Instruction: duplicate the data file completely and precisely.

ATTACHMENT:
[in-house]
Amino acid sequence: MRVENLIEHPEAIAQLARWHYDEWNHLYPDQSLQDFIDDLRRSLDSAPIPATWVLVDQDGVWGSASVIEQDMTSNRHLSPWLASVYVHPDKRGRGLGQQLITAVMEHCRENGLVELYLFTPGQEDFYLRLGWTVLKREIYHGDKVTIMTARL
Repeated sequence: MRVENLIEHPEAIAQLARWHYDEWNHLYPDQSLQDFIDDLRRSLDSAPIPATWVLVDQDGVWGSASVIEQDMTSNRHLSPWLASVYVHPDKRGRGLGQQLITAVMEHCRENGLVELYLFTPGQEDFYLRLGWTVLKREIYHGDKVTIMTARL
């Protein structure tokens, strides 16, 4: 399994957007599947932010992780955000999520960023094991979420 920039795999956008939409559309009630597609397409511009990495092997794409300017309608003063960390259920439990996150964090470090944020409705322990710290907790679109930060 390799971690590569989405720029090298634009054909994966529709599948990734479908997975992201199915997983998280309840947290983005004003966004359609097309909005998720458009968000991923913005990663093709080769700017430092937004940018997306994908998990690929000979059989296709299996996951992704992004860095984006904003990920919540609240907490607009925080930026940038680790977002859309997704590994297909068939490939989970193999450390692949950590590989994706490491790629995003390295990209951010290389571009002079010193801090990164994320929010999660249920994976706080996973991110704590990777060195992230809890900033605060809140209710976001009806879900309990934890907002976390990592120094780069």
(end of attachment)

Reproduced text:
[in-house]
Amino acid sequence: MRVENLIEHPEAIAQLARWHYDEWNHLYPDQSLQDFIDDLRRSLDSAPIPATWVLVDQDGVWGSASVIEQDMTSNRHLSPWLASVYVHPDKRGRGLGQQLITAVMEHCRENGLVELYLFTPGQEDFYLRLGWTVLKREIYHGDKVTIMTARL
Repeated sequence: MRVENLIEHPEAIAQLARWHYDEWNHLYPDQSLQDFIDDLRRSLDSAPIPATWVLVDQDGVWGSASVIEQDMTSNRHLSPWLASVYVHPDKRGRGLGQQLITAVMEHCRENGLVELYLFTPGQEDFYLRLGWTVLKREIYHGDKVTIMTARL
């Protein structure tokens, strides 16, 4: 399994957007599947932010992780955000999520960023094991979420 920039795999956008939409559309009630597609397409511009990495092997794409300017309608003063960390259920439990996150964090470090944020409705322990710290907790679109930060 390799971690590569989405720029090298634009054909994966529709599948990734479908997975992201199915997983998280309840947290983005004003966004359609097309909005998720458009968000991923913005990663093709080769700017430092937004940018997306994908998990690929000979059989296709299996996951992704992004860095984006904003990920919540609240907490607009925080930026940038680790977002859309997704590994297909068939490939989970193999450390692949950590590989994706490491790629995003390295990209951010290389571009002079010193801090990164994320929010999660249920994976706080996973991110704590990777060195992230809890900033605060809140209710976001009806879900309990934890907002976390990592120094780069």